instructions). I am glad to report that my mind is now entirely at
      ease in this regard.

      Drying:
      When not machine drying (which the tag symbol indicates one
      shouldn't, though I now wonder why it does so), these boxers dry very
      slowly. It has generally taken them roughly twice as long to dry as a
      standard, midweight cotton T-shirt hung on the same line. However,
      it's been easy to put them on straight out of the washing machine.
      They then felt clammy only for a very short time - wool really does
      seem to be warm even when wet. They then dried very quickly on my
      body. I find this excellent.

      ----------

      Personal Biographical Information:
      Name: André Corterier
      Gender: M
      Age: 33
      Height: 1,85 m (6 ft 1 in)
      Weight: 80 kg (175 lb)
      Email: andreDOTcorterierATfreenetDOTde
      Home: Bonn, Germany


      Backpacking Background:
      I began backpacking in my late teens using Europe's "InterRail"-
      System – weight hardly mattered, as we were on trains a lot. I
      recently rediscovered backpacking and have started out slowly –
      single-day 15 mile (24 km) jaunts by myself or even shorter hikes in
      the company of my little daughter. I am getting started on longer
      hikes, as a lightweight packer and hammock-camper. I've begun
      upgrading my old gear and am now shooting for a dry FSO weight
      (everything carried From the Skin Out except food, fuel and water) of
      about 10 kg (22 lb) for three-season camping. Not quite there yet.
    • Fuzzy
      André, Great job. I have very little else to say, except what is below. Upload when ready, and remember to check the Field Report button. Fuzzy IBEX Roaster
      Message 2 of 3 , May 10, 2005
      • 0 Attachment
        André,

        Great job. I have very little else to say, except what is below.
        Upload when ready, and remember to check the Field Report button.

        Fuzzy
        IBEX Roaster Monitor
        ********************
        I take this to indicate that they've had a good througput of moisture.
        [EDIT] throughput

        Warmth:
        The boxers feel nicely warm, but not overly so. At least in
        temperatures not too far above freezing (I haven't been able to hike
        in anything warmer yet), they were comfortably warm. This has enabled
        me to wear largish, thin nylon pants (cheap supermarket jogging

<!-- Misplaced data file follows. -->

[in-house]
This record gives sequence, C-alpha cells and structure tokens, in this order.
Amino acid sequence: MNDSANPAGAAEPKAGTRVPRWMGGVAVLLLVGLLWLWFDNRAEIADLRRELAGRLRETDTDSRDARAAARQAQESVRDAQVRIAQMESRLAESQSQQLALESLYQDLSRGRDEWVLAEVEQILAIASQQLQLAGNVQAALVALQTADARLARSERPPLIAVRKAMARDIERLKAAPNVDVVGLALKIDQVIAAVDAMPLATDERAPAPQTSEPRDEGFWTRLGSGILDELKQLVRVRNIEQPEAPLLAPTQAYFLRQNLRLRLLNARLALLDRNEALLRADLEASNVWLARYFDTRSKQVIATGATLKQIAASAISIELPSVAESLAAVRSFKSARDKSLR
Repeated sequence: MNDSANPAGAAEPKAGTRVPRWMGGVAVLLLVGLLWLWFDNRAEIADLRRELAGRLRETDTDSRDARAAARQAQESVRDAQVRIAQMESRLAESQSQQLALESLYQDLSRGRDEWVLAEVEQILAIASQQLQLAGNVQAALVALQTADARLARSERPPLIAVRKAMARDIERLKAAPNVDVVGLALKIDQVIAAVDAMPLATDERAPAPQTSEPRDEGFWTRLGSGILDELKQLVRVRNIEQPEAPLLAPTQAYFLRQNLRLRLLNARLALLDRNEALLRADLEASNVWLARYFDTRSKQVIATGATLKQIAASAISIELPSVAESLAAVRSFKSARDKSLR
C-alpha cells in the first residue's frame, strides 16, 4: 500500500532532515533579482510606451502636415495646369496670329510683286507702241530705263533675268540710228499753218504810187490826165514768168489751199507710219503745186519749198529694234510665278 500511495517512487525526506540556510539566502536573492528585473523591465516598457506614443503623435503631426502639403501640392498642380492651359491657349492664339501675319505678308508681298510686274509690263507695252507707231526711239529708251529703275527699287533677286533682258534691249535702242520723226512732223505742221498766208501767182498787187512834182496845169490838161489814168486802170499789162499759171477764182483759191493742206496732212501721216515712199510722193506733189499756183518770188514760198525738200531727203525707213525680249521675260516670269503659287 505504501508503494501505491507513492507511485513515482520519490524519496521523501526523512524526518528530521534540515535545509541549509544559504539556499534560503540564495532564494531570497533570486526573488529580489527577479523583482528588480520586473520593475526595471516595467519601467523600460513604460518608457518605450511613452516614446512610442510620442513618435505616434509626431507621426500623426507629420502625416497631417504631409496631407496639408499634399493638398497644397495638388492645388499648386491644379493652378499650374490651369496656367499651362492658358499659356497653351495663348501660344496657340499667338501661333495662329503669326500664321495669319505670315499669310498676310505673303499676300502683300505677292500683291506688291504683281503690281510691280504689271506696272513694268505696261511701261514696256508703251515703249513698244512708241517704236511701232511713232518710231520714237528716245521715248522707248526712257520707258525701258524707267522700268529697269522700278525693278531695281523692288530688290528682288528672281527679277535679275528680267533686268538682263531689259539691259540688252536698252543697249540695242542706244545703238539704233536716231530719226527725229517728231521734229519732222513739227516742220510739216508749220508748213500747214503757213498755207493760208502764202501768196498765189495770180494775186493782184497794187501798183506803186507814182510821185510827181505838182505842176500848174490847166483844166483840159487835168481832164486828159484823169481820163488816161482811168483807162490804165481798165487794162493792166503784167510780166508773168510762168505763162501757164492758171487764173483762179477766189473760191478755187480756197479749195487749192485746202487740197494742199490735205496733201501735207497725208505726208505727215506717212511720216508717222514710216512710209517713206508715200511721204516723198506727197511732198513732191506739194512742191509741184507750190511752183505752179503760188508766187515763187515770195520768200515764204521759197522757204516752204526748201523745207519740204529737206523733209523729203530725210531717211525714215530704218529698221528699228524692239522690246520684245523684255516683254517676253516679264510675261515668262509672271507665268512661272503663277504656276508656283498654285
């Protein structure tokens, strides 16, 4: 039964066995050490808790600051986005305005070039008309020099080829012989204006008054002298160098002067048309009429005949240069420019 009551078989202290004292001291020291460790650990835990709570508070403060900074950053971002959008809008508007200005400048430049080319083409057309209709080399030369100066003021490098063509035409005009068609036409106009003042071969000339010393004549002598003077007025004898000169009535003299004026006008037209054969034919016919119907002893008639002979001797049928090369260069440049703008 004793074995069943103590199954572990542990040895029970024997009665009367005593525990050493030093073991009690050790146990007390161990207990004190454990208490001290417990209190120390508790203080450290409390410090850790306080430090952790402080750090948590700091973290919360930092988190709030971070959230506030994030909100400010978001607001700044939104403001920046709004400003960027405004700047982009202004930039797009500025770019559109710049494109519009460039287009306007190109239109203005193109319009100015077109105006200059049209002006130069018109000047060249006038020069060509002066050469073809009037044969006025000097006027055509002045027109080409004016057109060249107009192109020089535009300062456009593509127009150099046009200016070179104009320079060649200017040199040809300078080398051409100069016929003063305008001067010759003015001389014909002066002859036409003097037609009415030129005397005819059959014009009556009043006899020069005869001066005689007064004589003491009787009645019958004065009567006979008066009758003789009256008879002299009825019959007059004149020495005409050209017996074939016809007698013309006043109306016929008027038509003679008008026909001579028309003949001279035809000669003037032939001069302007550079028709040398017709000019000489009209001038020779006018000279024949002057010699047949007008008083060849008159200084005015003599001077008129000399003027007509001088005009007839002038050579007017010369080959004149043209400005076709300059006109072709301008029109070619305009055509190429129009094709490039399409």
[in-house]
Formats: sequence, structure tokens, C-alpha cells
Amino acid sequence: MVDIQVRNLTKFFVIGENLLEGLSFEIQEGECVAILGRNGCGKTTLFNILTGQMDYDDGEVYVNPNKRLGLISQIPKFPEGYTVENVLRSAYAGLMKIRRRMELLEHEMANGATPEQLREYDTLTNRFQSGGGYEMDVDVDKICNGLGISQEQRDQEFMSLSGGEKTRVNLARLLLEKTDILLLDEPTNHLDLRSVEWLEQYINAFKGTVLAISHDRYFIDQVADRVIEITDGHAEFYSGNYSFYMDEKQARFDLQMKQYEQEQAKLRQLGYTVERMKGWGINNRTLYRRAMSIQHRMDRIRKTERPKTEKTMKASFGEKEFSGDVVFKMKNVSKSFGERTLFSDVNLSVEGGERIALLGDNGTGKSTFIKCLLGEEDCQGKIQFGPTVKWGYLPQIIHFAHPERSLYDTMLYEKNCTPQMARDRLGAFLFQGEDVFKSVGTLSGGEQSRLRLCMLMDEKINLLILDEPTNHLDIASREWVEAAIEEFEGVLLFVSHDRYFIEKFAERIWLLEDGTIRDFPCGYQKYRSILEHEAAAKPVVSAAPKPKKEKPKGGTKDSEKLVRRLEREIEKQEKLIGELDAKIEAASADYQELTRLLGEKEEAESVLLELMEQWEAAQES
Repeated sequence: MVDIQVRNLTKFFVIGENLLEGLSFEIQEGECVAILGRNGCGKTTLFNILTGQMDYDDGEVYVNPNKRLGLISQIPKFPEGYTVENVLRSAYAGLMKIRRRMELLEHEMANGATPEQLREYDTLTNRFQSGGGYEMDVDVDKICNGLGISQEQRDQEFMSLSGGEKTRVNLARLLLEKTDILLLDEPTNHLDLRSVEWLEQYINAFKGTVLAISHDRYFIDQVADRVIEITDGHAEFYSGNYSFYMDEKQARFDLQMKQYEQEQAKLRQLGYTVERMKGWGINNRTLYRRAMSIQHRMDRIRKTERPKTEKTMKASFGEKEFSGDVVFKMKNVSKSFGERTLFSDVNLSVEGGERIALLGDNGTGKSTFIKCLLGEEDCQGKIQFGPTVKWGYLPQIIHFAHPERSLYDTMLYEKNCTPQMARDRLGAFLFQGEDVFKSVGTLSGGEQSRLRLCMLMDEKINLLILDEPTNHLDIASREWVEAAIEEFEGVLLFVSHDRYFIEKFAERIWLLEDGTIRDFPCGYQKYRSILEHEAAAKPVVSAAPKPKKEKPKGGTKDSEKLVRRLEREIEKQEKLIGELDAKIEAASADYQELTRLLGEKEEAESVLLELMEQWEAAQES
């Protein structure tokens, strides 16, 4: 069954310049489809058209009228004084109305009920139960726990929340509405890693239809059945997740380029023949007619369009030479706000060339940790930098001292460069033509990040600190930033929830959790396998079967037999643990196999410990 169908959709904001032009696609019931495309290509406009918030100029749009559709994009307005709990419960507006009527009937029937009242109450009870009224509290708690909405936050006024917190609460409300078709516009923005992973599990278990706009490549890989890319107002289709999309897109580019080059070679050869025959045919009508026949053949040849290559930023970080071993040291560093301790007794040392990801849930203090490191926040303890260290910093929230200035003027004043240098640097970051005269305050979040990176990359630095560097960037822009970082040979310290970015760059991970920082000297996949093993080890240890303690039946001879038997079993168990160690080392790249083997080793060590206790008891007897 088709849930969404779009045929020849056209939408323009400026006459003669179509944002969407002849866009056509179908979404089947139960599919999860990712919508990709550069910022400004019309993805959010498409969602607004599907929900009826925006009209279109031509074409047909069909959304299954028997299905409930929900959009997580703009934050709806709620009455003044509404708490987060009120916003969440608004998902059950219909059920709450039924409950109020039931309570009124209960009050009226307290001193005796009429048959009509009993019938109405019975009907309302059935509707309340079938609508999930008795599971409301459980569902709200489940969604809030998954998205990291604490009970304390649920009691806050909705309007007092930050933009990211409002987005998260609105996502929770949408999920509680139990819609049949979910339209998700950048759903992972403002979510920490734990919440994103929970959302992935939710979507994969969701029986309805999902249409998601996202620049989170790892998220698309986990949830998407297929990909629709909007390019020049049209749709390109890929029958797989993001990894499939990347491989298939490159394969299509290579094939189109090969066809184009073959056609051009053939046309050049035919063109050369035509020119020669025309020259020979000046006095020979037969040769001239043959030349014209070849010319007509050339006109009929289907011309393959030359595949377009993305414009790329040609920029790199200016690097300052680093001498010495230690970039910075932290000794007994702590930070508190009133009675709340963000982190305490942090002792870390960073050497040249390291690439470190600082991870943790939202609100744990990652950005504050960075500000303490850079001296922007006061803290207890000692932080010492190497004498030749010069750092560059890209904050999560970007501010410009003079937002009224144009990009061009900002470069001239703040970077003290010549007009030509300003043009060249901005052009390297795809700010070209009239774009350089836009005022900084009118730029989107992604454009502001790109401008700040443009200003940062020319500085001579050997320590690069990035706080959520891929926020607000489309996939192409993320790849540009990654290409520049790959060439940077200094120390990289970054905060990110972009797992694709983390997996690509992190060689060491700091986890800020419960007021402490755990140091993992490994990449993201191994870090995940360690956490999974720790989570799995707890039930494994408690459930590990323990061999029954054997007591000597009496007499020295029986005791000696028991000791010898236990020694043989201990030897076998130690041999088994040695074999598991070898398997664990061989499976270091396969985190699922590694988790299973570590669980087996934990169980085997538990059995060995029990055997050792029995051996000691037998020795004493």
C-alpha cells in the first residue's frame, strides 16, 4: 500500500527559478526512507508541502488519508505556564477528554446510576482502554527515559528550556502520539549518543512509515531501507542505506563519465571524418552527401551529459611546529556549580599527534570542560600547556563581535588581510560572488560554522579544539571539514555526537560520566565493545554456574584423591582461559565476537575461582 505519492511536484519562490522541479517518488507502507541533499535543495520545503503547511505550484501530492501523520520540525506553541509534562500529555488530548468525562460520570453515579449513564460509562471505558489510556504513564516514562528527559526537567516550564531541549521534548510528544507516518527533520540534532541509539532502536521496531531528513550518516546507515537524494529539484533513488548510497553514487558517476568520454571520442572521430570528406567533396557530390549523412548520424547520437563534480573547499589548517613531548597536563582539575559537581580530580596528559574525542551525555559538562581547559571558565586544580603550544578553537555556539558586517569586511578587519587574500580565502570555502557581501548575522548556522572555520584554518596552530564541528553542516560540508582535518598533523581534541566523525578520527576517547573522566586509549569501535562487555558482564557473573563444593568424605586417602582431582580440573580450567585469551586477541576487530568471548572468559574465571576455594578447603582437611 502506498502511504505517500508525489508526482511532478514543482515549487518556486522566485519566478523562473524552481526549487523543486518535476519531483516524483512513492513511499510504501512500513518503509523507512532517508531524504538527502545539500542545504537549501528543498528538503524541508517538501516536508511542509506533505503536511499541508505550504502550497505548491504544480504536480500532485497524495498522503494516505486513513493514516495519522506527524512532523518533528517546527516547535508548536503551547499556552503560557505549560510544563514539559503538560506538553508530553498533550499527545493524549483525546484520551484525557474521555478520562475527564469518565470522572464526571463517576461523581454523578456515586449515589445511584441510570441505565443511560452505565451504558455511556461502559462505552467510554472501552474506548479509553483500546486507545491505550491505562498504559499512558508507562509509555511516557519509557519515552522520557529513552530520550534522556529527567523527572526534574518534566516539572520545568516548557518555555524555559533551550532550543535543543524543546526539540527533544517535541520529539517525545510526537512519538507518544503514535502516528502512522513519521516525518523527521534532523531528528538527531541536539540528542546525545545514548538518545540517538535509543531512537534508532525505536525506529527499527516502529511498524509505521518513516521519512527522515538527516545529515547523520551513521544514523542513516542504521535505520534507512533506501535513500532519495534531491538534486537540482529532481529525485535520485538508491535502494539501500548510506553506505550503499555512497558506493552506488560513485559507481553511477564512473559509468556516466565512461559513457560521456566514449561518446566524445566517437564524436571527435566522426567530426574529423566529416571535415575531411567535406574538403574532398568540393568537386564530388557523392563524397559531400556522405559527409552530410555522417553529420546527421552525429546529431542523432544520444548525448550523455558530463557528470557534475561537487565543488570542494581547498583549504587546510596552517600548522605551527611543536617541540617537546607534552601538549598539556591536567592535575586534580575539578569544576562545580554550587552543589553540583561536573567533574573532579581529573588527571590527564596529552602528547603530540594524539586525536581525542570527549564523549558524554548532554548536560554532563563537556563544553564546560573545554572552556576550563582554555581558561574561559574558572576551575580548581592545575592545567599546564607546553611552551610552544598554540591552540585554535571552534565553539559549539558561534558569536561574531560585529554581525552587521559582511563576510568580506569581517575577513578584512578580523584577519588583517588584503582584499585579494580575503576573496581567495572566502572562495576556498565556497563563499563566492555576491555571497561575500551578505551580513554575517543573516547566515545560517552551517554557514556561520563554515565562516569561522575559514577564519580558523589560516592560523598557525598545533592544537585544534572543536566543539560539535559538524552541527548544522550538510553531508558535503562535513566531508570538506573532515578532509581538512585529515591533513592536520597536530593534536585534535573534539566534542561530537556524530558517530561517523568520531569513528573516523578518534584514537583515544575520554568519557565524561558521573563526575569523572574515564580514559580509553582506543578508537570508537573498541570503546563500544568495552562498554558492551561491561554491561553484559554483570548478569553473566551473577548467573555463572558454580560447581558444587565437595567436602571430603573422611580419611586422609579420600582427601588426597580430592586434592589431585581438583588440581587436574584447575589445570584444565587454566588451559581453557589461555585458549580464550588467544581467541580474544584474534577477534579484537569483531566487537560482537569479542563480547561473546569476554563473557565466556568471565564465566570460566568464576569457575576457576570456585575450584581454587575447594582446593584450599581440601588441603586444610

pants) over it for a small dayhike which I might otherwise have
        considered too thin. This would not have worked in very windy
        conditions, but as the entire stretch was through rather dense woods,
        this was not a problem. While my usual hiking pants have a bit more
        substance, they too aren't windproof (or even close to it) and while
        my lower legs could feel the windchill when crossing exposed areas,
        the Roaster Boxers kept the bite off the parts of my body underneath
        it and thus added welcome comfort.
        [Comment/Edit] You generally refer to the boxers as `them' throughout
        your report, however you use `it' a number of times in this
        paragraph. You should be consistent, and I would use plural (them).
        [Comment] I followed this paragraph well enough, but it seems like it
        might be confusing for some. If you don't wish to change it, I'm
        fine with that decision.

        The effect this had on the boxers in question was ... nil. zip.
        nada. niente. zero.
        [Comment] c'mon, André… with your command of language you only
        managed 5 ways to say it? :-)
      • André Corterier
        ... From an earlier draft: nil. zip. nada. niente. rien. nichevo. nichts. nothing. zero. When I found myself searching my brain for even more ways/languages
        Message 3 of 3 , May 12, 2005
        • 0 Attachment
          --- In backpackgeartesters@yahoogroups.com, "Fuzzy" <ckime@n...>
          wrote:
          >
          > The effect this had on the boxers in question was ... nil. zip.
          > nada. niente. zero.
          > [Comment] c'mon, André… with your command of language you only
          > managed 5 ways to say it? :-)

          From an earlier draft:
          "nil.
          zip. nada. niente. rien. nichevo. nichts. nothing. zero."

          When I found myself searching my brain for even more ways/languages
          in which I might say this, I thought it would be overdoing it. Style
          consdiderations made me take out a few I had already put in there
          (what's the point of putting it in in Russian when I don't even know
          how to spell it in Cyrillic, much less know how to make a browser
          show it) - I had meant the five ways to say it to be sufficiently
          emphatic, preferably without becoming boring or show-offy.

          So I'd like this show of restraint to be understood as a particularly
          high command of language, rather than a lack thereof. ;-)

          YT,

          André
          who likes to get the last word in.

          P.S.: Uploaded.
        Your message has been successfully submitted and would be delivered to recipients shortly.